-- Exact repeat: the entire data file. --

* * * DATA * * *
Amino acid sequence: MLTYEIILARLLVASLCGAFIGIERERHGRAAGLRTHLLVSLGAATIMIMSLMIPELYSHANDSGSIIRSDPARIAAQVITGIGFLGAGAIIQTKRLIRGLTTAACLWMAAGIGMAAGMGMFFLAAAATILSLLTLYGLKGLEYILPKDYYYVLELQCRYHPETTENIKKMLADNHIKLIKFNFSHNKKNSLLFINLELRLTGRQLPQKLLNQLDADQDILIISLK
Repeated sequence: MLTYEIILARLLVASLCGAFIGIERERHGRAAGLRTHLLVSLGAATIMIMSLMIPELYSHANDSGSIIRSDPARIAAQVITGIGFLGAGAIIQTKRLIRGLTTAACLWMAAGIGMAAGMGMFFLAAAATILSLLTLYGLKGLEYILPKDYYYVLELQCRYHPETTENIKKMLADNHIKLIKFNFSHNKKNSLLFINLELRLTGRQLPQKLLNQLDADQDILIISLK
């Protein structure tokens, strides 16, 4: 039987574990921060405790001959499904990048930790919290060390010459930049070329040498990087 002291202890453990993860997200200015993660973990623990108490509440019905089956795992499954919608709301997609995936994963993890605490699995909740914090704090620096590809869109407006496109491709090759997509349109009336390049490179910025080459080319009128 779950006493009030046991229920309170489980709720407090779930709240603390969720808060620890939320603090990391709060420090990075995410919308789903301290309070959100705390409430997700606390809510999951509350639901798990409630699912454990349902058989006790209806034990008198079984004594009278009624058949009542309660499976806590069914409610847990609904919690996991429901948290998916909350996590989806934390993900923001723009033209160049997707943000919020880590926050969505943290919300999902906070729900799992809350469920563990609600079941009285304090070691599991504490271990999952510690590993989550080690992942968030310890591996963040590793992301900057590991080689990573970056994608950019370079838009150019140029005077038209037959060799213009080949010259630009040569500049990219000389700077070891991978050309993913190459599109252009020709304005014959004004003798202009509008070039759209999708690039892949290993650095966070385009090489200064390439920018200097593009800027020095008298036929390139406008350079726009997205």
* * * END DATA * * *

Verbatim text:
Amino acid sequence: MLTYEIILARLLVASLCGAFIGIERERHGRAAGLRTHLLVSLGAATIMIMSLMIPELYSHANDSGSIIRSDPARIAAQVITGIGFLGAGAIIQTKRLIRGLTTAACLWMAAGIGMAAGMGMFFLAAAATILSLLTLYGLKGLEYILPKDYYYVLELQCRYHPETTENIKKMLADNHIKLIKFNFSHNKKNSLLFINLELRLTGRQLPQKLLNQLDADQDILIISLK
Repeated sequence: MLTYEIILARLLVASLCGAFIGIERERHGRAAGLRTHLLVSLGAATIMIMSLMIPELYSHANDSGSIIRSDPARIAAQVITGIGFLGAGAIIQTKRLIRGLTTAACLWMAAGIGMAAGMGMFFLAAAATILSLLTLYGLKGLEYILPKDYYYVLELQCRYHPETTENIKKMLADNHIKLIKFNFSHNKKNSLLFINLELRLTGRQLPQKLLNQLDADQDILIISLK
């Protein structure tokens, strides 16, 4: 039987574990921060405790001959499904990048930790919290060390010459930049070329040498990087 002291202890453990993860997200200015993660973990623990108490509440019905089956795992499954919608709301997609995936994963993890605490699995909740914090704090620096590809869109407006496109491709090759997509349109009336390049490179910025080459080319009128 779950006493009030046991229920309170489980709720407090779930709240603390969720808060620890939320603090990391709060420090990075995410919308789903301290309070959100705390409430997700606390809510999951509350639901798990409630699912454990349902058989006790209806034990008198079984004594009278009624058949009542309660499976806590069914409610847990609904919690996991429901948290998916909350996590989806934390993900923001723009033209160049997707943000919020880590926050969505943290919300999902906070729900799992809350469920563990609600079941009285304090070691599991504490271990999952510690590993989550080690992942968030310890591996963040590793992301900057590991080689990573970056994608950019370079838009150019140029005077038209037959060799213009080949010259630009040569500049990219000389700077070891991978050309993913190459599109252009020709304005014959004004003798202009509008070039759209999708690039892949290993650095966070385009090489200064390439920018200097593009800027020095008298036929390139406008350079726009997205």